Two siblings allegedly paid themselves and their families more than $1 million from a Northland-based Maori trust while acting as trustees, leaving just $13.41 in its account.

Stephen Henare, 60, and Margaret Dixon, 59, are facing 11 charges of theft by a person in a special relationship in relation to their roles as trustees for the Parengarenga 3G Trust. The charges were laid by the Serious Fraud Office (SFO).

Parengarenga 3G is a 511.83 hectare forestry block of Maori land managed by the trust and located just south of Te Kao, 70km north west of Kaitaia.

Henare appeared in the Auckland District Court last Thursday on six charges and was remanded on bail to reappear on November 21 while Dixon failed to turn up. The total amount they allegedly took illegally is $1,083,897, SFO said.

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In June 2012, they and five others were appointed as trustees of the trust.

A month later, about $1.1m was transferred to the trust bank accounts primarily for the management of land and forest for the benefit of the roughly 400 owners.

A further $54,480 was also obtained by the trust from the sale of carbon credits.

The SFO alleges that between August 2012 and January 2014, a series of unauthorised payments were made from the trust's bank accounts to the siblings, leaving debts due for the care of the forest unpaid. By January 2014, there was only $13.41 left of the funds.

It is alleged both transferred $934,270.30 into various bank accounts, including their personal accounts and those of their respective family trusts.

Also alleged is that Henare intentionally failed to deal with an additional amount of $149,627 in accordance with the trust's order, without the involvement of Ms Dixon.

In August 2014, Maori Land Court judge David Ambler removed four trustees including Henare and Dixon after allegations they paid themselves $600,000 over a year, months after the trust was set up.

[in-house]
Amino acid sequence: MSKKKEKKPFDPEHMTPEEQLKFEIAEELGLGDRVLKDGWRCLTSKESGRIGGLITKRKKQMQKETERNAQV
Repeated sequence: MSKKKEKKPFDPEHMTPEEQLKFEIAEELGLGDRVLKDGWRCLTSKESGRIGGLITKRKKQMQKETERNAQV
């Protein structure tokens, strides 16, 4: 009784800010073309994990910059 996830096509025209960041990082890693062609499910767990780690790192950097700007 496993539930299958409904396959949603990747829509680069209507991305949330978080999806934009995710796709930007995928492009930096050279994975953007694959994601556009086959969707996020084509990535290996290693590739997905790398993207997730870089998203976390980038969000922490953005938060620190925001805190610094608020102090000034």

The judge said there could be a case of "equitable if not actual fraud" against former trustees and issued an injunction freezing their bank accounts.

Judge Ambler said between September 2012 and January 2013, three of the four former trustees - Henare, Dixon and Stephanie Henry - received "substantial" payments.

Another trustee, Darryn Henare, also received payments but Judge Ambler said they were "far less significant than the payments to the others".

Court documents showed that between September 2012 and September 2014 the trust paid more than $200,000 to the Stephen Henry Whanau Trust of which Stephen Henare and his daughter, Stephanie Henry, were trustees.

More than $100,000 was paid to Patrick and Margaret Dixon and in excess of $183,000 to SJ Henry and SJ Henare - understood to be Henare or his daughter.

A further $100,000 went to The Bear Legacy Company Limited in which Henare had a 10 per cent shareholding.

SFO director Julie Read said that, as the kaitiaki, Henare and Dixon were required to perform their roles in a way that ensured the forest thrived for the benefit of all.

She said their alleged fraudulent activity has jeopardised an asset that was meant to benefit generations to come.